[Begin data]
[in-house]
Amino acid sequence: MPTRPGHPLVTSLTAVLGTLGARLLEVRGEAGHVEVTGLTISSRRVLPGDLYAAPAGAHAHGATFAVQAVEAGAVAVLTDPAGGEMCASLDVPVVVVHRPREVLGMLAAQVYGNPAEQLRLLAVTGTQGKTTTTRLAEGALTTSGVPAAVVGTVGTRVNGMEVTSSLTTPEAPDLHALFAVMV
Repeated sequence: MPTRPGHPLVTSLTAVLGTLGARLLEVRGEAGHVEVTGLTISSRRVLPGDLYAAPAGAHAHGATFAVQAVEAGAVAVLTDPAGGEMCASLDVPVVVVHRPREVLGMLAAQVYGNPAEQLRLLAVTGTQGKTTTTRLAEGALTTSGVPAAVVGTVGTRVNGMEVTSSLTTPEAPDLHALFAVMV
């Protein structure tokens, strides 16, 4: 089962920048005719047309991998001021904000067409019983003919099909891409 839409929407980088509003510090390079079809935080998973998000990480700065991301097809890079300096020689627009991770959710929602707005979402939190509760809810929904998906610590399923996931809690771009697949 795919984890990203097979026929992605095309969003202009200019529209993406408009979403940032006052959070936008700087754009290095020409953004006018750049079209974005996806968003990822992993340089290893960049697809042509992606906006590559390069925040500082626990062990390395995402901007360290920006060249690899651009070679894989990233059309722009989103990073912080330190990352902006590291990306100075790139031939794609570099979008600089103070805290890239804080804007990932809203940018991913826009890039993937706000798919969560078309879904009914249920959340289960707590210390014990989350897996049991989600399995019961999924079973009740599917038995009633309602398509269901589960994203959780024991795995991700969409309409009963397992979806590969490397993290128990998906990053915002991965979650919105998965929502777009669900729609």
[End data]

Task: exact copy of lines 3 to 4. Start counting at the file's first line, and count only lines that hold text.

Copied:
Repeated sequence: MPTRPGHPLVTSLTAVLGTLGARLLEVRGEAGHVEVTGLTISSRRVLPGDLYAAPAGAHAHGATFAVQAVEAGAVAVLTDPAGGEMCASLDVPVVVVHRPREVLGMLAAQVYGNPAEQLRLLAVTGTQGKTTTTRLAEGALTTSGVPAAVVGTVGTRVNGMEVTSSLTTPEAPDLHALFAVMV
């Protein structure tokens, strides 16, 4: 089962920048005719047309991998001021904000067409019983003919099909891409 839409929407980088509003510090390079079809935080998973998000990480700065991301097809890079300096020689627009991770959710929602707005979402939190509760809810929904998906610590399923996931809690771009697949 795919984890990203097979026929992605095309969003202009200019529209993406408009979403940032006052959070936008700087754009290095020409953004006018750049079209974005996806968003990822992993340089290893960049697809042509992606906006590559390069925040500082626990062990390395995402901007360290920006060249690899651009070679894989990233059309722009989103990073912080330190990352902006590291990306100075790139031939794609570099979008600089103070805290890239804080804007990932809203940018991913826009890039993937706000798919969560078309879904009914249920959340289960707590210390014990989350897996049991989600399995019961999924079973009740599917038995009633309602398509269901589960994203959780024991795995991700969409309409009963397992979806590969490397993290128990998906990053915002991965979650919105998965929502777009669900729609």